By: Dr Alex Robber
Do you feel you have to answer your phone even though you’d rather not? Would you have trouble restricting phone calls length, or do you feel bad if you don’t speak to people? If you encounter something like this, you are not alone. We had a conversation about phone etiquette and approaches recently and were shocked by how many people had disagreements about using their phone or treating phone usage as something that intensifies their symptoms. But the discussion also described approaches that people are using to solve those issues.
Factors That Contribute to Phone Aversion
So why is this? It hasn’t been studied, but several factors could contribute to this problem:
You don’t get any of the non-verbal hints that come with face-to-face conversation when you are on the phone. Communication experts believe that most communication is non-verbal, so the brain needs to work harder to grasp what’s being meant when you eliminate all those verbal signs. Foggy brains will not be able to identify the attention level.
Environments full of distraction
Often, we’re in environments full of distraction. You hear a lot of “multitasking,” which just doesn’t mean the brain does several tasks at once. Also, in healthy people, the brain often moves from one task to another according to experts. The brains of FMS and ME / CFS also have trouble with multitasking.
The language problems
The language problems common in fibromyalgia and ME / CFS that involve word retention can make communication difficult and stressful. It can make your symptoms worse if you are afraid to forget common words or lose your train of thought.
Hand, arm, shoulder, neck or even ear can be very painful to hold the phone. Some phones get very hot, which can trouble those with thermal allodynia (pain due to temperatures that usually should not cause pain). Luckily speaker phones and headphones will solve many of these issues.
The most widely discussed technique for reducing time on the phone was to screen calls using either an answering machine or Caller ID. Some people reported picking up the phone for calls from some people but not for others or answering during part of the day but not at others, while others said that they allowed all their calls to be taken on a computer or voice mail.
One person said, “I screen calls and only answer if I’m up to it,” while another said, “I let the answering computer take all my calls, so I can call back at my own convenience.” A third said, “I screen all my calls and rarely answer the home phone. All the calls from school, business, politics and telemarketing go there, as well as the wrong numbers. Then I listen to the texts, and listen to any details I need, and delete the rest.
Try to eliminate all the distractions
Seek removing all the distractions you can when you need to use the phone. Go into a quiet space and shut the door, and maybe even turn the light out. If you need to relay detailed details, make notes in advance and keep the information with you. Take notes to help you remember the details. That prevents problems such as scheduling an appointment with a doctor or meeting with a friend and then losing the specifics the moment you hang.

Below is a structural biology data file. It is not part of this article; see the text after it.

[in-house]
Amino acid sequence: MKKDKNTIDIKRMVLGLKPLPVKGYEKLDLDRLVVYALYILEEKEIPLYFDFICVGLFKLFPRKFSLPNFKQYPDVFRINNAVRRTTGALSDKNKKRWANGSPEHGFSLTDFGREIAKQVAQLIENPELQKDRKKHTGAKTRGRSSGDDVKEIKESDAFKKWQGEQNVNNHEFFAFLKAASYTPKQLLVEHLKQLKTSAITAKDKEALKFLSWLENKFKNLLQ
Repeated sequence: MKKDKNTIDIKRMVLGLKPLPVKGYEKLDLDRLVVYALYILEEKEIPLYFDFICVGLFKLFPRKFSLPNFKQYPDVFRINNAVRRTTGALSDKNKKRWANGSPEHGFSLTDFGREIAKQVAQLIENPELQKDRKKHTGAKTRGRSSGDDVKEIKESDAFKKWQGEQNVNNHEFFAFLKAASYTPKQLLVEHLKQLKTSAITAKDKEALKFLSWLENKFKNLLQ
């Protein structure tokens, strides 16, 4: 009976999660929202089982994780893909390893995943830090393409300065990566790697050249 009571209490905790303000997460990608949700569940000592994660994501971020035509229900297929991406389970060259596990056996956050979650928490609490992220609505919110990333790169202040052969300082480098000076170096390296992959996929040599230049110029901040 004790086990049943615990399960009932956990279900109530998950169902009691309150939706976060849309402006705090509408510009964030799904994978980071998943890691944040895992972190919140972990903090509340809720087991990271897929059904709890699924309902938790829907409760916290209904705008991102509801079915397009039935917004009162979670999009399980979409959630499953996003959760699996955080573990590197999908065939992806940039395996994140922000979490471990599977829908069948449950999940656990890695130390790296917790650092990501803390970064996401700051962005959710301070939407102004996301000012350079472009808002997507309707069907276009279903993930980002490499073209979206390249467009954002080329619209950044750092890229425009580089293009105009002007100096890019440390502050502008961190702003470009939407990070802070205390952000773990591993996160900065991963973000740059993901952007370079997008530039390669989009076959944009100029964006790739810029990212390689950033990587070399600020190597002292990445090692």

Fix limit on the length of phone calls
People have reported setting various kinds of restrictions around their phone use. Perhaps the most common was a cap on the duration of phone calls (the most frequent range was 10 to 15 minutes). Limits also included the amount of calls in a day, time of day (e.g. no evening calls), and limits per person (talking to certain people but not to others).
A number of people said they had struggled with themselves to set limits, felt bad if they didn’t respond to calls or put restrictions on the duration or quality of calls. A person who limits calls to 15 minutes, and because of that lost some relationships, said, “I went through a grieving process as I implemented it. Putting myself and my own health first isn’t easy.
Encourage them to send you texts or emails
When you have telephone contact issues, it will help to make it clear to the people you communicate with regularly. Let them know that it is not because you misunderstood them when you ask him to repeat something. Also, you might want to encourage them to send you texts or emails instead of calling, especially if they know you didn’t feel good. Exploring Skype may be worthwhile, especially for long-distance calls or conversations that you expect to be lengthy.
Educating others about your limits
The setting of boundaries is one part of the solution. The rest are educating others about the limitations you have and enforcing limits. Some people mentioned educating others by referring them to CFS and FM articles like those in our Library. “I’ve sent people links explaining FM and CFS to the website of this program, and that has helped tremendously.
“Others wrote of how they described their limitations to others, explaining in depth, in some cases, both their limitations and the cost of not respecting them. “I mentioned [to one friend] how important it is for me to stick to my routine every day, as far as my exercise times, rest periods, meal plans, etc. are concerned, and how even minor interruptions can have negative effects.”
Reference: Mastering the Phone with CFS & FM By Bruce Campbell via cfids selfhelp
- Attree EA, Dancey CP, Pope AL. Cyberpsychology and Behavior. 2009 Aug;12(4):379-85. An assessment of prospective memory retrieval in woman with chronic fatigue syndrome using a virtual-reality environment; an initial study.
- Leavitt F, Katz RS. Journal of Clinical Rheumatology. 2008 Sug;14(4):214-8. Speed of mental operations in fibromyalgia: a selective naming speed deficit.
- Nunes L, Recarte MA. Science Direct. June 2002 5(2):133-144. Cognitive demands of hands-free-phone conversation while driving.
- National Safety Council. How cell phone distracted driving affects the brain. All rights reserved.